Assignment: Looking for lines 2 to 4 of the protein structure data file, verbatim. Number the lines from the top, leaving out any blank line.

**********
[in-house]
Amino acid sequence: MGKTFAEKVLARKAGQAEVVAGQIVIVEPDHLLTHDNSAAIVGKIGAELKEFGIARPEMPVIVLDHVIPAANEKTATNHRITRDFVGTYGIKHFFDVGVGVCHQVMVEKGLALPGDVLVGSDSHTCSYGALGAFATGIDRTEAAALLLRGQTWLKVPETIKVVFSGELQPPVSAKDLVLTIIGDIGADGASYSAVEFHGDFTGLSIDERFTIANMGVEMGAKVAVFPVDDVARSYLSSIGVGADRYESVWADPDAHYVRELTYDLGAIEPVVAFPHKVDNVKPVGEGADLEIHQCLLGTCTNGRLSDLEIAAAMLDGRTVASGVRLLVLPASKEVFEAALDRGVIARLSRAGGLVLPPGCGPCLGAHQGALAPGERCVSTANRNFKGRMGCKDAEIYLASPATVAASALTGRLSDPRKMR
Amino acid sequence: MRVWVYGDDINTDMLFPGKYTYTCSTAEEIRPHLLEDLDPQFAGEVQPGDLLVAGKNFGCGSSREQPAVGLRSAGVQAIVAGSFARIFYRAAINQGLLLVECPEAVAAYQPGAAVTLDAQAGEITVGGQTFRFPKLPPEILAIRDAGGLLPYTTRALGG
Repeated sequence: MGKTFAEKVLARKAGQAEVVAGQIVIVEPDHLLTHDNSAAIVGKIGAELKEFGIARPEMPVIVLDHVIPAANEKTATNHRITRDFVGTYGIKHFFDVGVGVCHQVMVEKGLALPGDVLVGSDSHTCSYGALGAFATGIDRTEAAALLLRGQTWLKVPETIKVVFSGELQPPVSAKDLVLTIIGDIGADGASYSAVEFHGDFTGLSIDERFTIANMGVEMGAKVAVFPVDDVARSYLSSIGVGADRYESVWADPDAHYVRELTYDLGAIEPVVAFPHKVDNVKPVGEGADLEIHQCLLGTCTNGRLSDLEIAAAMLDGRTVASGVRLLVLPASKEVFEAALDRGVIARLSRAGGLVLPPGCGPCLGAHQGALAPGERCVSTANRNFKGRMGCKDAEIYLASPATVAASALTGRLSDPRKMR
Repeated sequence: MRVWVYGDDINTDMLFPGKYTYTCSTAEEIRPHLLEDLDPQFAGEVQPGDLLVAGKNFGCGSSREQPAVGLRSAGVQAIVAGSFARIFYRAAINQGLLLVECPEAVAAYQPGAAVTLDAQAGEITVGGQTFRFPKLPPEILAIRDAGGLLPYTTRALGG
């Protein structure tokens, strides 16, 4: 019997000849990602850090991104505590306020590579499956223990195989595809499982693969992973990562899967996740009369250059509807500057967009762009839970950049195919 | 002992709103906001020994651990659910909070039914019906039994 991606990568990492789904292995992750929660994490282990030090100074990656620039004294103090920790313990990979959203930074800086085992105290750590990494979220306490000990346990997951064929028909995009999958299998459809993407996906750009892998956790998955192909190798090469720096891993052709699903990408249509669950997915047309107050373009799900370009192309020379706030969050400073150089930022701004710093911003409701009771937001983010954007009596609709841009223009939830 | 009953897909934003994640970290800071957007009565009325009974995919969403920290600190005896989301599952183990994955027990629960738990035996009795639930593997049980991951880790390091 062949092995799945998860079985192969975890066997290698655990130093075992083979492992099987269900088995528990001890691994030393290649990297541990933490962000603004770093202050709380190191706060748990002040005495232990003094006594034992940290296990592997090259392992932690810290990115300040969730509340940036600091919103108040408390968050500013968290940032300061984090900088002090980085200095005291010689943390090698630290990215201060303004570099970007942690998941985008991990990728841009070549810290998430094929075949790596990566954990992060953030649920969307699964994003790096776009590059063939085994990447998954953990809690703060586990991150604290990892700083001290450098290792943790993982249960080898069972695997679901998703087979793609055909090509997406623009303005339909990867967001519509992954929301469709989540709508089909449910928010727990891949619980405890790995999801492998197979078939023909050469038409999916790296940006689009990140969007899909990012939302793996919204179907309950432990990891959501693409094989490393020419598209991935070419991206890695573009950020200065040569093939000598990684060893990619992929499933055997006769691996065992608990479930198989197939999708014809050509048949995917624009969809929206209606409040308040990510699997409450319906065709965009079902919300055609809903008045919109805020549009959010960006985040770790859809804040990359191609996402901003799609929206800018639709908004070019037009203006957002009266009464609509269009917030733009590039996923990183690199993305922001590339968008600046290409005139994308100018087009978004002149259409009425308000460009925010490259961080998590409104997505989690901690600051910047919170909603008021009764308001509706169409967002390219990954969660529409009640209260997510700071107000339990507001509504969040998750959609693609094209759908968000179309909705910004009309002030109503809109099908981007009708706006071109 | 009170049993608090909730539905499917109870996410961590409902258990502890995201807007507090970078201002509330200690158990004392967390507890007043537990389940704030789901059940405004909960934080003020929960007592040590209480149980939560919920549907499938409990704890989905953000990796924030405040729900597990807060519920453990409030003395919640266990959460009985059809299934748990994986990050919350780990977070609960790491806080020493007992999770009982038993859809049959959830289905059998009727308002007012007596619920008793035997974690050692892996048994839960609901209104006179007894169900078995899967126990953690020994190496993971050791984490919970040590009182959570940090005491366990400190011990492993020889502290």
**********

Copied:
Amino acid sequence: MGKTFAEKVLARKAGQAEVVAGQIVIVEPDHLLTHDNSAAIVGKIGAELKEFGIARPEMPVIVLDHVIPAANEKTATNHRITRDFVGTYGIKHFFDVGVGVCHQVMVEKGLALPGDVLVGSDSHTCSYGALGAFATGIDRTEAAALLLRGQTWLKVPETIKVVFSGELQPPVSAKDLVLTIIGDIGADGASYSAVEFHGDFTGLSIDERFTIANMGVEMGAKVAVFPVDDVARSYLSSIGVGADRYESVWADPDAHYVRELTYDLGAIEPVVAFPHKVDNVKPVGEGADLEIHQCLLGTCTNGRLSDLEIAAAMLDGRTVASGVRLLVLPASKEVFEAALDRGVIARLSRAGGLVLPPGCGPCLGAHQGALAPGERCVSTANRNFKGRMGCKDAEIYLASPATVAASALTGRLSDPRKMR
Amino acid sequence: MRVWVYGDDINTDMLFPGKYTYTCSTAEEIRPHLLEDLDPQFAGEVQPGDLLVAGKNFGCGSSREQPAVGLRSAGVQAIVAGSFARIFYRAAINQGLLLVECPEAVAAYQPGAAVTLDAQAGEITVGGQTFRFPKLPPEILAIRDAGGLLPYTTRALGG
Repeated sequence: MGKTFAEKVLARKAGQAEVVAGQIVIVEPDHLLTHDNSAAIVGKIGAELKEFGIARPEMPVIVLDHVIPAANEKTATNHRITRDFVGTYGIKHFFDVGVGVCHQVMVEKGLALPGDVLVGSDSHTCSYGALGAFATGIDRTEAAALLLRGQTWLKVPETIKVVFSGELQPPVSAKDLVLTIIGDIGADGASYSAVEFHGDFTGLSIDERFTIANMGVEMGAKVAVFPVDDVARSYLSSIGVGADRYESVWADPDAHYVRELTYDLGAIEPVVAFPHKVDNVKPVGEGADLEIHQCLLGTCTNGRLSDLEIAAAMLDGRTVASGVRLLVLPASKEVFEAALDRGVIARLSRAGGLVLPPGCGPCLGAHQGALAPGERCVSTANRNFKGRMGCKDAEIYLASPATVAASALTGRLSDPRKMR